• Accuracy: Personal data must be accurate and kept up to date. Inaccurate data should be erased or rectified without delay.
  • Storage Limitation: Keep personal data in a form that permits the identification of data subjects for no longer than necessary for the purposes for which the personal data are processed.
  • Integrity and Confidentiality: Process data in a way that ensures appropriate security, including protection against unauthorized or unlawful processing ant accidental loss, destruction or damage.
  • Accountability: The data controller is responsible for compliance with the other GDPR principles.

These principles are designed to protect the privacy and rights of individuals and impose strict rules on data handlers and processors. This applies to anyone in your organization who deals with customer/lead data (i.e. sales and marketing).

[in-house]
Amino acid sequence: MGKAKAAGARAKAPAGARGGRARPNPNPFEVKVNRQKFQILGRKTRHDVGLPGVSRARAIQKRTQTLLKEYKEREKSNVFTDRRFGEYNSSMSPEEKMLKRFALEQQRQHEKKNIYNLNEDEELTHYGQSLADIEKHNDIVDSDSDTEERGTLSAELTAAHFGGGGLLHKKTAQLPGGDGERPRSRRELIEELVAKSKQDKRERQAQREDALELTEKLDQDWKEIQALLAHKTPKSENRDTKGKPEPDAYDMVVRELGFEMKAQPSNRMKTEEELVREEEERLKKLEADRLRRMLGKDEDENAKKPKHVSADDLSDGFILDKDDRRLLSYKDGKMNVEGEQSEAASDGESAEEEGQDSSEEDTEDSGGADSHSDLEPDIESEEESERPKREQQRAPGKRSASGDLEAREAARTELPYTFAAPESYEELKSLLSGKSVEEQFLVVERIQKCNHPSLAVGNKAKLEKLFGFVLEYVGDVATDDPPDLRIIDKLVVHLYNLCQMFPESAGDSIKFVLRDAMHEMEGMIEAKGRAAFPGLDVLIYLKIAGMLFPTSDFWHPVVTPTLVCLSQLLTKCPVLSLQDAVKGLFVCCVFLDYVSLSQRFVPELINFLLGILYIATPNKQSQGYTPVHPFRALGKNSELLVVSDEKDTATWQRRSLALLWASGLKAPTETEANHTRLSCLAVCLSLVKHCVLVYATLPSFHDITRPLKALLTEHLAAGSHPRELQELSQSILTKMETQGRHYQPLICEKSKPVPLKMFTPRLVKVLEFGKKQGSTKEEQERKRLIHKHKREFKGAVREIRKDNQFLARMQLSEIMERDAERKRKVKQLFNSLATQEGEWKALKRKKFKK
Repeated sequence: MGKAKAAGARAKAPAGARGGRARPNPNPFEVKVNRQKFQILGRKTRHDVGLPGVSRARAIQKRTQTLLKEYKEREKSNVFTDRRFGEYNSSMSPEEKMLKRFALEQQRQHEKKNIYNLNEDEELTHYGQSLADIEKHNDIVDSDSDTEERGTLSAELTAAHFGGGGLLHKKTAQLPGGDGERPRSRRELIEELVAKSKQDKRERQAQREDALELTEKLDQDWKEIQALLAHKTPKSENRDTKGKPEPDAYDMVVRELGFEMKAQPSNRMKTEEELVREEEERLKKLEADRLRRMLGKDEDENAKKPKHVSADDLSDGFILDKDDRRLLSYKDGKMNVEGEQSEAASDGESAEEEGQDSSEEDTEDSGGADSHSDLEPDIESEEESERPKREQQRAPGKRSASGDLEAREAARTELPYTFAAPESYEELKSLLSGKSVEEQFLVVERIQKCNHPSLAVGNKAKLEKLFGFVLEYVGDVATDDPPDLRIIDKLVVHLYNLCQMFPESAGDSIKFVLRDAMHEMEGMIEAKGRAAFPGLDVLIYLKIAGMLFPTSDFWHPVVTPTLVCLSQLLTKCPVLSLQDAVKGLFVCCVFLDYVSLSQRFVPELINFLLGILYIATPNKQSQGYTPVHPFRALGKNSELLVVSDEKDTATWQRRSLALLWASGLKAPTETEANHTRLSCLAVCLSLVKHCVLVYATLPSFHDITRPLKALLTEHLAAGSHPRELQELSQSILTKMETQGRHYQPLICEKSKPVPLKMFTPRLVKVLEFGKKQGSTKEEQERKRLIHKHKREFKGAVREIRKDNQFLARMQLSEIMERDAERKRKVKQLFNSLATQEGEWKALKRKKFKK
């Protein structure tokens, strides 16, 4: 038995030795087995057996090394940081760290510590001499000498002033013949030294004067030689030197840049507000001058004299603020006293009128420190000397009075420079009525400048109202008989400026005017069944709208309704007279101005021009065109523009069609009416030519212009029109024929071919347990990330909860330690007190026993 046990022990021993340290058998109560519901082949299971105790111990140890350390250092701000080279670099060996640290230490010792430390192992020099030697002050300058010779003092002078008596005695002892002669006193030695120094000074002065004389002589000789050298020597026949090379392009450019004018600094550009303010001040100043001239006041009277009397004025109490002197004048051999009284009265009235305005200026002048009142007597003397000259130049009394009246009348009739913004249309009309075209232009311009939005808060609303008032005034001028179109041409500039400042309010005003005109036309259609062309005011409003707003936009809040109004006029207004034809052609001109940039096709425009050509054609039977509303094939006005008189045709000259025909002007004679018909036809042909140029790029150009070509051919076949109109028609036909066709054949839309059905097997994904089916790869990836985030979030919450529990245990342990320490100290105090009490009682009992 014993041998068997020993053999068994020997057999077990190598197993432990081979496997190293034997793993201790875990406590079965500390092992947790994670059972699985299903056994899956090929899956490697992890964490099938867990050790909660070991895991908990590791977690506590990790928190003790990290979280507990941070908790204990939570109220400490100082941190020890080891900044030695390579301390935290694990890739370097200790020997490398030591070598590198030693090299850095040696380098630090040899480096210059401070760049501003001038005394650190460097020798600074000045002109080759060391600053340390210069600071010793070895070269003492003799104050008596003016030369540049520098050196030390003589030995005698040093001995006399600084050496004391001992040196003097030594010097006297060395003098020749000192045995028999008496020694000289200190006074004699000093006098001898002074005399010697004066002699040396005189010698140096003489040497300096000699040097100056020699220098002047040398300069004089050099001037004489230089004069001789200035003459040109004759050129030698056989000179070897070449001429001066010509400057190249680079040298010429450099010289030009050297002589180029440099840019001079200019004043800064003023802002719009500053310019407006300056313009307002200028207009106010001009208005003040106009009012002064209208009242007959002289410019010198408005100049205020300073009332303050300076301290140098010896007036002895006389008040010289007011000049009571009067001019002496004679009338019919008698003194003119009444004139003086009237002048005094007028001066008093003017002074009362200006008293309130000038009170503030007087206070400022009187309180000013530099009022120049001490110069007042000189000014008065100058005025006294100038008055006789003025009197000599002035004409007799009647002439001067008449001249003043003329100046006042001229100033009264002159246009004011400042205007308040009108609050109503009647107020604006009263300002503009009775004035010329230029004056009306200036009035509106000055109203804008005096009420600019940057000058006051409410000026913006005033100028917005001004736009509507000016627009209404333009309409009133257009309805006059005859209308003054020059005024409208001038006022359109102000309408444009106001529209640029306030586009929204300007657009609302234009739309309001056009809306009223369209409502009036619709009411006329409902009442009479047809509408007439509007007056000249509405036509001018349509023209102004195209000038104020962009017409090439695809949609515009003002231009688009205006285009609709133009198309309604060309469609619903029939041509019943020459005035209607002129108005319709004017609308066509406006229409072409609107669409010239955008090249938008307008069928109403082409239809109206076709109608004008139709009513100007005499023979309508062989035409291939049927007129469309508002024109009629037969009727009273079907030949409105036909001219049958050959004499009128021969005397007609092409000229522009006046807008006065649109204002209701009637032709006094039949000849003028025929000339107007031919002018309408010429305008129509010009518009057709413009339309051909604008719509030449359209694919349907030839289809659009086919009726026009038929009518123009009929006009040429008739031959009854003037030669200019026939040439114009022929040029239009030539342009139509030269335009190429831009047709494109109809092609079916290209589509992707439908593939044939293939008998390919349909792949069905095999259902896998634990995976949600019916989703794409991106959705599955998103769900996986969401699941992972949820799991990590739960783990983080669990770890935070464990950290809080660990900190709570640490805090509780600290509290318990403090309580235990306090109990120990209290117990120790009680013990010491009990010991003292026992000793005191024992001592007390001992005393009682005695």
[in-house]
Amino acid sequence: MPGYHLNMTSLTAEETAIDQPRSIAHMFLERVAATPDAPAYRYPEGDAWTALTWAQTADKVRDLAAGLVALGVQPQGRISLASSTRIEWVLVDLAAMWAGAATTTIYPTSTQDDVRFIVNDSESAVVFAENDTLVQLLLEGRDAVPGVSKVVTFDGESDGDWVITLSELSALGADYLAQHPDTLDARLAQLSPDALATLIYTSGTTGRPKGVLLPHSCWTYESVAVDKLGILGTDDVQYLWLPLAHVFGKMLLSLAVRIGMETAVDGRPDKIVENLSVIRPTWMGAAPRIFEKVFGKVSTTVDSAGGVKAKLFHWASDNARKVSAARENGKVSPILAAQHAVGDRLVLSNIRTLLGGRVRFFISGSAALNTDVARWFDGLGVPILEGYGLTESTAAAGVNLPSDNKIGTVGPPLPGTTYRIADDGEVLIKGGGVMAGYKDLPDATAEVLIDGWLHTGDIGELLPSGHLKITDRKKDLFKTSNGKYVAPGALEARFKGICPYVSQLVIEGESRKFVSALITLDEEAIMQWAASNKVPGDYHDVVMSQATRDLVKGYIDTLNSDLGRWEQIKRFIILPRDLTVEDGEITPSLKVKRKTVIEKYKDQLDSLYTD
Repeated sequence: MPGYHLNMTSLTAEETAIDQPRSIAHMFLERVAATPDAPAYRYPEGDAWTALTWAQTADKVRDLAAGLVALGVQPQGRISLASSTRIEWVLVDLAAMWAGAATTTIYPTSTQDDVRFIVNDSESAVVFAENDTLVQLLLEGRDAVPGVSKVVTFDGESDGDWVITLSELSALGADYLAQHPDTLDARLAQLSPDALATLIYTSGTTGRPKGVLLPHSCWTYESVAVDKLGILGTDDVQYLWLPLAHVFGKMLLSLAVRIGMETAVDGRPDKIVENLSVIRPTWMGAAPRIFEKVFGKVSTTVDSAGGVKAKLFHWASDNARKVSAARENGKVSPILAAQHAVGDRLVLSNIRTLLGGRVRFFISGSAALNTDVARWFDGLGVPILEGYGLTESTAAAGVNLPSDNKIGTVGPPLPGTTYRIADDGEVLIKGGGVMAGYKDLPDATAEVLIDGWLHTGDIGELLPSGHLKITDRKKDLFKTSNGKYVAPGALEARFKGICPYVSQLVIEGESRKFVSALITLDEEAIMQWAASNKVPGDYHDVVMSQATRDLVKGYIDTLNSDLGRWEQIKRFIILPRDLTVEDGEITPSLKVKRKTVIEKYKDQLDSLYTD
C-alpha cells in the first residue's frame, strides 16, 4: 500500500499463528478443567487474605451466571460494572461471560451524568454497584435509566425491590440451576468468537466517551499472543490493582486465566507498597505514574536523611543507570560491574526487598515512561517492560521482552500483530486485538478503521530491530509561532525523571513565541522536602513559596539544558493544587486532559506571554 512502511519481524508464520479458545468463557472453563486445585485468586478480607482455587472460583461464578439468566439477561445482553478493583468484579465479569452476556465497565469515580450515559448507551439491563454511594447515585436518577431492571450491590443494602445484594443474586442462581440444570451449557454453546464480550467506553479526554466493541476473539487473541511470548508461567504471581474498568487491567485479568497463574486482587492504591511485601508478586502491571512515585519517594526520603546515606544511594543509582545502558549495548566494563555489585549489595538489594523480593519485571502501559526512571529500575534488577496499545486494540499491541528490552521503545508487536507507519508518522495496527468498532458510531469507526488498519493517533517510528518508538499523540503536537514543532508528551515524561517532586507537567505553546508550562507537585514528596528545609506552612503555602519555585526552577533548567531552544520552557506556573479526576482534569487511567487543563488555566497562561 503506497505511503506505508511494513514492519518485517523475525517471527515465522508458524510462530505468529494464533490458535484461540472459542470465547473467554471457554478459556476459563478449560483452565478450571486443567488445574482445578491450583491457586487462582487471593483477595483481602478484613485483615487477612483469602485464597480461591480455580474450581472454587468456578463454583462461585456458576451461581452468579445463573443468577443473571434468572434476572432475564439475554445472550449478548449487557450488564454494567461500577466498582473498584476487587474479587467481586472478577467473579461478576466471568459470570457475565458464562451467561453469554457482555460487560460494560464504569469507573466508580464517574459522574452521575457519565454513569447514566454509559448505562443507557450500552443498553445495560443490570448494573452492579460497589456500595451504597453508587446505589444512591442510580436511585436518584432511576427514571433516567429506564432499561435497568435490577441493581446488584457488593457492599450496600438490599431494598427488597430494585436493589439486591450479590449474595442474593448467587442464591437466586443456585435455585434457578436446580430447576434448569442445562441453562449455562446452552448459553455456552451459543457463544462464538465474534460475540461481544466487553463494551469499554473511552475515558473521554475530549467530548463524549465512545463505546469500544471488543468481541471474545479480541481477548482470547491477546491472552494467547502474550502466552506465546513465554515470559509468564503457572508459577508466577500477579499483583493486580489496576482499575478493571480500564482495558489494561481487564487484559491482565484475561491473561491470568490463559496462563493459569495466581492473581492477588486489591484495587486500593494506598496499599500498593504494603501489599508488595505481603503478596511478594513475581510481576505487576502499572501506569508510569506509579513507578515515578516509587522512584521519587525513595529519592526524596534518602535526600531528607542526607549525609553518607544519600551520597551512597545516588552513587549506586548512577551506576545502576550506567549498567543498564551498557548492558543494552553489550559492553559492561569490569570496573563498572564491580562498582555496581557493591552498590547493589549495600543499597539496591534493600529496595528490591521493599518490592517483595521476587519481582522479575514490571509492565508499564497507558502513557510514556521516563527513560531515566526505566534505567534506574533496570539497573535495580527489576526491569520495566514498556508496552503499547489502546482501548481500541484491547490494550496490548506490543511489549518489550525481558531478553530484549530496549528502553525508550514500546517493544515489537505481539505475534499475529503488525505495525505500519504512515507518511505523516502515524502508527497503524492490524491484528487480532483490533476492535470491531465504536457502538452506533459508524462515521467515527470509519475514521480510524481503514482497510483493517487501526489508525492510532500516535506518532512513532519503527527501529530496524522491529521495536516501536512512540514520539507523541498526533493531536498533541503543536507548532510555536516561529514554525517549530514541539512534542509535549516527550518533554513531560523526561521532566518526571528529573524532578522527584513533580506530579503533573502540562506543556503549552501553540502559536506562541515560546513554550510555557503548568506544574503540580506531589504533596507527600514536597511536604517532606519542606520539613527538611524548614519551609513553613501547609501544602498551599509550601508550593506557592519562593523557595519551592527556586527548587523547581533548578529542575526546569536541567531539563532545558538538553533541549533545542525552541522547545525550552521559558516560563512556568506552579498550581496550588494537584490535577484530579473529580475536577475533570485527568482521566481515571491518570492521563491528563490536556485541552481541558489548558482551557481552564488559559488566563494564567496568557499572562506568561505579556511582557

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The Ultimate GDPR Checklist

Of course, every business is unique. You will need to assess your own data collection, storage and utilization practices. However, our checklist will cover the core aspects of GDPR:

1. Conduct a Data Audit

Firstly, conduct a data audit to determine all the types of data you currently need, use and store.

Not sure what a data audit is or how to conduct one? Check out our step-by-step guide.

Consent is one of the pillars of GDPR compliance. You need to get consent to collect, store and use prospect data. Here are some best practices to make sure you’re doing it right:

  • Active Opt-In: Consent needs to be given through an active, affirmative action by the user. This means using unchecked opt-in boxes on forms, where users must clearly indicate their consent by checking the box themselves. Avoid pre-ticked boxes or implied consent​.